CNC Milling and CNC Punching, the Computer Numerical Control prefix does imply a link, but aren’t they two different machining processes? Controlled by computer codes, CNC Miling involves the use of a “milling” cutter. Unlike that subtractive material shaving machine, CNC Punching equipment processes sheet metal feedstock. The punching turret or head drops down to strike free a blank and leave behind a geometrically precise opening.
What Do They Have in Common?
That’s easy enough to answer. The CNC label is there on both machines, so they both have that control system in common. A 3D model is stored in a computer’s workspace. The shape of that part, plus its various holes and shaped openings, are then translated into machine instructions. That’s the G-code, the machine programming language that tells a tool to carry out a movement or tooling operation. At any rate, whatever the automated equipment, there’s a G-code that’ll tell it to punch or mill, or whatever. Okay, let’s leave the codes behind; we’re headed over to the factory floor.
Describing the CNC Punching Process
There’s a moving table, which is shifting a section of sheet metal along the X and Y-axis. When a punch point aligns, the automated punch head drops down and strikes. Arrays of shaped openings are struck on the sheet metal. They’re positioned mere millimetres apart as the table moves incrementally to the left, then it moves slightly down to begin a whole new line of openings. Using a special turret attachment, CNC Punching machines can even switch tools while a job is underway.
Switching Over to a CNC Milling Machine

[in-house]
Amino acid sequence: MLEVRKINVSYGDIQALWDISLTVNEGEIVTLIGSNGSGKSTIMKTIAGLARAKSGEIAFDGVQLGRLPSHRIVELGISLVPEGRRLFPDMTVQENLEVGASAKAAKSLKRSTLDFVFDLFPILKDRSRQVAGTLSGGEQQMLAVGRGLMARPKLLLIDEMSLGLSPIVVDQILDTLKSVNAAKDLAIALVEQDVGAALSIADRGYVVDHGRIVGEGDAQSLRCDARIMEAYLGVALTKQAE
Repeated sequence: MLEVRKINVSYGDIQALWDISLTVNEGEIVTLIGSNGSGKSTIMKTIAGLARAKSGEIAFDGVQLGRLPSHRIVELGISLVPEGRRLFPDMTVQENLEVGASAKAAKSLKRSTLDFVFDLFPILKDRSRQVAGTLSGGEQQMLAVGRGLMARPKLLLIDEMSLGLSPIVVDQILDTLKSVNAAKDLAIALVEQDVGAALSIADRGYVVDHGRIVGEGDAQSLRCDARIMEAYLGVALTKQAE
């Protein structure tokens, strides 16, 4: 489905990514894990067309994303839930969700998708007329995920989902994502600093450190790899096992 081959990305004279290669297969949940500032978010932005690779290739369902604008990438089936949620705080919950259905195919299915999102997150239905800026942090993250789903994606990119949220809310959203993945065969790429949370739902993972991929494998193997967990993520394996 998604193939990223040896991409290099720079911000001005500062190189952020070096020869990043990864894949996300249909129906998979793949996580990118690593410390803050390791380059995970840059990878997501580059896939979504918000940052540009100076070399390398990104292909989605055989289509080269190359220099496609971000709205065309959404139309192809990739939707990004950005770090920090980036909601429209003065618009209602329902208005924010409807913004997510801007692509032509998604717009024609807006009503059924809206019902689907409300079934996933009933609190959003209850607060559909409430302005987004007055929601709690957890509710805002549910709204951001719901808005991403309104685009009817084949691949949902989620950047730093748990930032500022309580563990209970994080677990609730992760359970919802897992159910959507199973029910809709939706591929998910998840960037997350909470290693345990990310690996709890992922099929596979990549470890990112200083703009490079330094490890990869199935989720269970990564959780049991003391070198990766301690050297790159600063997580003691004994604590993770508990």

If punching tools create perfect 2D blanks, what can a CNC Milling machine do? Well, the tool head isn’t static, isn’t driven by a powerful piston. Unlike CNC Punching equipment, the cylindrical tool is spinning. It lowers daintily to cut and sculpt sections of metal away from a workpiece. Like a sculptors’ chisel, it subtracts shavings until the profile of a dimensionally accurate part is fully revealed. Better yet, though, the milling head can work at an angle so that it can process intricate workpiece geometries.
CNC (Computer Numerical Control) systems are automated. They manipulate tool heads and workpiece retaining tables. For CNC Punching, expect X-Y table movement. The punch and die align, the table moves again, then a ram strikes. Intricate openings are precisely placed using this technique. As for the CNC Milling machinery, its hardened bit spins while cutting. Mounted on a multi-axis framework, a workpiece remains stationary while the tool head moves on three axes. On advanced machines, even angular strokes present little challenge to top-tier CNC Milling equipment.